By Pati Ruiz
NSF recently hosted the Advancing STEM Learning for All 2016 Video Showcase. The showcase included 156 videos of innovative work being done in the STEM fields across the country. I served as one of 35 facilitators for the 2016 showcase, which means that I reviewed and commented on the videos, and used a rubric to vote for best videos. The videos from the 2016 showcase (as well as the 2015 showcase) are all publicly available for anyone to view. They can be filtered by several categories, such as keyword, age/grade level, and state. As a K12 educator, I found the age/grade level filter especially helpful as I tried to find projects related to the work that I do in 9-12 education.
One topic that blew my mind was the work being done around embodied design. Embodied learning designs set up the conditions for learners to engage their body in learning activities through interactive learning environments and whole-body interactive simulations (Lindgren, Tscholl, Wang, & Johnson, 2016). In a recent study of middle school students, Lindgren, and colleagues (2016) found that enacting physics concepts and experiencing these critical ideas in an immersive, whole-body interactive simulation led to significant learning gains, higher levels of engagement, and more positive attitudes towards science when compared to viewing a desktop version of the same simulation. One of the researchers behind this study, Robb Lindgren, submitted this video to the showcase: Gesture Augmented Simulations for Supporting Explanations. Other examples of embodied learning include a video about Advancing New Science Learning and Inquiry Experiences via Custom-Designed Wearable On-Body Sensing and Visualization and this one about VEnvI: Learning Computational Thinking Through Creative Movement.
Wanting to learn more, I went to circlcenter.org where I found the DIP: Developing Crosscutting Concepts in STEM with Simulation and Embodied Learning project and the Promoting Learning through Annotation of Embodiment (PLAE) project. I also found more information on VEnvI: Exploring Grounded Embodied Pedagogy in Support of Computational Thinking. As a teacher, I appreciate projects with content and ideas that are immediately applicable in the classroom. For example, VEnvI software is available for download and use in classrooms; the team is currently seeking funding for wider dissemination to teachers and students. Their software allows students to program a virtual character to move in realistic ways. In the showcase video, the VEnvI team shows clips of the dance routines that they have developed to help students learn programming concepts. Students first learn a dance routine and then move to computers where they program their avatar to do the same routine they just learned. You can see students repeating the routines as they write their program, engaging their bodies in the learning activity. I haven’t found the dance routines available to teachers online, but I can clearly see the value of movement to teach basic computer science concepts.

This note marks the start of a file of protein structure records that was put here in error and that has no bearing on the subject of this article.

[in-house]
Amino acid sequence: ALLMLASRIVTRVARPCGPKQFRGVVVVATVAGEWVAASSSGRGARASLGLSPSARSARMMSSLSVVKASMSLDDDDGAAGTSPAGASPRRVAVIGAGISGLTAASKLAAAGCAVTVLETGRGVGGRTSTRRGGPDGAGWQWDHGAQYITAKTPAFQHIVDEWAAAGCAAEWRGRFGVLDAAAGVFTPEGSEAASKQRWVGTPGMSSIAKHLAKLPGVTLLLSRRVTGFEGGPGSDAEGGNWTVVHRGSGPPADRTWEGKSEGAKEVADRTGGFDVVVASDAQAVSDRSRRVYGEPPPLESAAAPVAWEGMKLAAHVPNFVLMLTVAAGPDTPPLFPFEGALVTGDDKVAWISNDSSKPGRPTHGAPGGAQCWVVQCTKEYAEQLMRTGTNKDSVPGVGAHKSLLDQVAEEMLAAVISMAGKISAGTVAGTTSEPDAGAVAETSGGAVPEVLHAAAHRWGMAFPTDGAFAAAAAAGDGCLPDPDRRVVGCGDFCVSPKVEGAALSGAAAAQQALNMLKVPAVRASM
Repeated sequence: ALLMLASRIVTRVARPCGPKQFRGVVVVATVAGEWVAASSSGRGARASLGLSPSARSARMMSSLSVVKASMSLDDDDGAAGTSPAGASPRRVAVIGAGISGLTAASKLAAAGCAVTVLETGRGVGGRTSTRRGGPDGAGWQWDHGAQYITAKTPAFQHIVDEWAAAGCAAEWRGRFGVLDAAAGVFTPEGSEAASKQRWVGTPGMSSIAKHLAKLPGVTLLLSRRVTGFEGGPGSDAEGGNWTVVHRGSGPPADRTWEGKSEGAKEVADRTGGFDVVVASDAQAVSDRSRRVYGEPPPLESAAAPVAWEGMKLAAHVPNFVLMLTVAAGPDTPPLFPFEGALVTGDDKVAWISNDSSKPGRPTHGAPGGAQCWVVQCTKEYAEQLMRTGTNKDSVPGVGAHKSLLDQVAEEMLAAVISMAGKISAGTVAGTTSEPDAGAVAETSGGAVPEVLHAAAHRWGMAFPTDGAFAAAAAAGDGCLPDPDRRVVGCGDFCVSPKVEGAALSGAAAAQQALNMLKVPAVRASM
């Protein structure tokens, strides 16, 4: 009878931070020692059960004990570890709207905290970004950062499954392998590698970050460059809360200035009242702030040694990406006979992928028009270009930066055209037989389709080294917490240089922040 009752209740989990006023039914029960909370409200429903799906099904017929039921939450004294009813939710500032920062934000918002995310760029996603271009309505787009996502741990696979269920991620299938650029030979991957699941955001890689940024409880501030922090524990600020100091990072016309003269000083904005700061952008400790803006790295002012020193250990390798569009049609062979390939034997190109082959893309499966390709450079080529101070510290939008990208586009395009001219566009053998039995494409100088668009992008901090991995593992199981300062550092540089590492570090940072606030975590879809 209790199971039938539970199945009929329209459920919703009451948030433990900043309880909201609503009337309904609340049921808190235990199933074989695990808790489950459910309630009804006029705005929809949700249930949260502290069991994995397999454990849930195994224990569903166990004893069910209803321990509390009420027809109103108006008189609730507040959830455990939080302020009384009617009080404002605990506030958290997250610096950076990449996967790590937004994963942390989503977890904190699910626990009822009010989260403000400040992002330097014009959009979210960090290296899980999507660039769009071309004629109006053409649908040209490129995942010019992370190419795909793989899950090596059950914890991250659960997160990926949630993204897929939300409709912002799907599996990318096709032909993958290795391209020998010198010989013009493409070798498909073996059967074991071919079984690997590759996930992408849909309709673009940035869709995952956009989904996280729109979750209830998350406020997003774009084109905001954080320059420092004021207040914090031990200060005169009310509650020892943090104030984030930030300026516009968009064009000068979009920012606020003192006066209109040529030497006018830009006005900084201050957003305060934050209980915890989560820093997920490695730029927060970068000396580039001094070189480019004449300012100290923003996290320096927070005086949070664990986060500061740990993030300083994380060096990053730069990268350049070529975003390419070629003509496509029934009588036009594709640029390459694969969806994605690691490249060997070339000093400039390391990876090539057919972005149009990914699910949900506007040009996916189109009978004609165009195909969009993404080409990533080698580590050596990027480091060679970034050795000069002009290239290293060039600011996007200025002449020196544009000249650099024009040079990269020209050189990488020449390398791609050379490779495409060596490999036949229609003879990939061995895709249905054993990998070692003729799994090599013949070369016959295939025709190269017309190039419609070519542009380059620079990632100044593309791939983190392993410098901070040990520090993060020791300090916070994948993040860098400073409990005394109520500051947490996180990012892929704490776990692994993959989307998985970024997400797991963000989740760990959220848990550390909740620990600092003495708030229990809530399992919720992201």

As a teacher who might benefit from this team’s work, I hope the team gets more funding for the implementation stage of this project. Thinking about other practitioners who might also benefit from the work by this team makes me wonder how the team might disseminate this project to a broader audience. Modifying the VEnvI website to provide a space for teachers to develop and share content for the tool might be one way to do this. Like other projects that are still in the development or concept stages, this project will be very interesting to follow.
I encourage other teachers and practitioners to take a look at the Advancing STEM Learning for All 2016 Video Showcase. Comments and videos are accessible on the Video Showcase site, so go check them out. While you can no longer comment there, you can leave comments here about the videos and we’ll get them to the researchers. Please look for next year’s showcase where you, too, can provide feedback to researchers!
Lindgren, R., Tscholl, M., Wang, S., & Johnson, E. (2016). Enhancing learning and engagement through embodied interaction within a mixed reality simulation.Computers & Education, 95, 174-187.
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